He would have some competition for that title, but, again, the question is a little misleading. Yes, I know I asked it, but I did so only because it is a phrase I hear repeated around the place, and thought it maybe bore a little examination.
Let's go back to the beginning.
There are those, I am sure, who would consider George Washington (funny that, all those Georges) to have been a pretty Un-American kinda guy. After all, he was the 1st President to be sworn in under the newly adopted Constitution of the United States of America. This *liberal* nonsense has come under severe attack from the latest, and in their eyes at least, most enlightened of Executive branches of government.
Indeed, it would appear that root and branch reform of this worthless liberal document, this "piece of paper" is in order. Notwithstanding the fact that it has proven to be the very foundation of this country, and the bedrock upon which a broadly democratic society has been built.
Given the outrage heard from some right wing quarters when *freedoms* are called into question, then there does appear to be some support for the notion that the Bill of Rights in particular, needed George Bush's wholesale reform, and never mind what the State's governments might have to say about it. Oh, but leave the 2nd alone, as those same people think it allows them to shoot folk in the streets without any apparent concern that there might be an arrest, trial and life-imprisonment to follow.
So, broadly we have two groups taking positions on the two Georges. One group insists the first George was an enlightened leader of a young nation, and that the latest George is a man of limited intelligence, who is pushed around mercilessly by the smart but evil folk around him, eventually to be found washed up, like flotsam on the shores of history. The other group, and I generalise a little, accepts that history deals kindly with George Washington, and acknowledges that he was indeed a man of honour and vision, during times when democracy must have been a hard line to walk. The two hundred years or so that have elapsed have done much to show that the document those guys signed up to is still relevant, still powerful, and still a moving tribute to their courage.
Yeah we get amendments. There is a process, and it requires the States to sign their agreement. I have no record of which States agreed to the trashing of the 4th Amendment, but feel confident that others will point me to the evidence I am missing. I am conscious that other Amendments have been damaged too, but the 4th is so damned obvious I am stopping there.
So .... is he the worst or not?
I think the answer to this question lies buried in another piece I wrote. I think you have to ask *Which America?*. It is a fatal error that Europeans often make (many Americans make the same mistake), to think that America is one big place, homogenised from shore to shining shore. It isn't, it never was, and it came as quite a shock to me when I first realised it. There are many Americas, all linked federally, but separated in significant ways. Separated socially, geographically, culturally, racially, economically and in many other ...allys.
One significant separation is that between the corporate side of the US, and the people who live here. Each would seem to rely upon the other, and to a great extent they do. But it is not a symbiotic relationship. Corporations here are not run for the benefit of their employees, nor of the community at large. Walmart does not provide health care for very many of it's workers. In fact, in many States, Walmart is a parasite upon the State relief for the poor, relying on this to cover it's sick. And Walmart isn't alone, it is just the biggest.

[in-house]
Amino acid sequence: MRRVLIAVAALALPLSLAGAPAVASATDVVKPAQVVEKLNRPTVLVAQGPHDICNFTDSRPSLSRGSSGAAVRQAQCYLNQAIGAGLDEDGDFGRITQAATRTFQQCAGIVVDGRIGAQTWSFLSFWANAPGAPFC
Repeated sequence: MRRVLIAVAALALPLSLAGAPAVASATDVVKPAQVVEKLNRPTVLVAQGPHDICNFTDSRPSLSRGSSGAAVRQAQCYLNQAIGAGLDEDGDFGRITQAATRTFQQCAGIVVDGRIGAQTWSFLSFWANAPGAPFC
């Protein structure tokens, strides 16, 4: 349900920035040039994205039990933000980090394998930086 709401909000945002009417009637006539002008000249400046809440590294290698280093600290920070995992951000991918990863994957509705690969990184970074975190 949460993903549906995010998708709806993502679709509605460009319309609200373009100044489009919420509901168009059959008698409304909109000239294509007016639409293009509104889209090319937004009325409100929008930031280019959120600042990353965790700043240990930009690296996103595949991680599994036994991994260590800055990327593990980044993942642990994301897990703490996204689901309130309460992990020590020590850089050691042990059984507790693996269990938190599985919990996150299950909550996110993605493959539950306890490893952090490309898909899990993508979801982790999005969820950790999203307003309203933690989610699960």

American corporations do not move American jobs abroad to advance the economic standing of the community. They do it to avoid paying a living wage, to maximise profits for a few, with no sense of shame or patriotism. I don't give a flying fuck how many Stars and Stripes they fly outside their corporate headquarters, they behave like economic terrorists.
So how would this America, this corporate society view the current incumbent? Well, quite frankly, they bought him the desk, and he hasn't let them down. Well maybe a little, having kinda queered the pitch for a potential successor. With that single caveat though, he has been a resounding success, and possibly the best President in history. The biggest American companies have grown bigger, fatter and more difficult to reason with, more in the last six years than at any time in history. Take a look at the increases in defence spending if you don't believe me.
Meanwhile, I still post in internet groups where ordinary Americans ... you know, the comfortable but still need to work, the poorer but still happy, those Americans, most of us ... and this President gets oodles of support.
They support the employer who discriminates then is supported in turn by a bankrupt Supreme Court. They support the man who shoots someone who *looked at him in a threatening manner* (I exaggerated that for comic effect, but you get the drift). They think they have decent healthcare ... are they nuts? ... and heaven forbid we ever had *socialised care* ... you know, the kind that gets you better without bankrupting you ... and they will vote for Republicans again.
I want some of that. Some of the kind of power that allows you to treat people mercilessly, to abuse them, to deny them any worker rights, or even habeas corpus, yet still gets them buying, again and again and again.
Most of all, I want Democrats to have it .... have it and use it wisely, responsibly, and for the benefit of all Americans. Yeah, even the ones who voted Republican ... again, dammit.
There are many different Americas ... I want a government that responds positively to them all.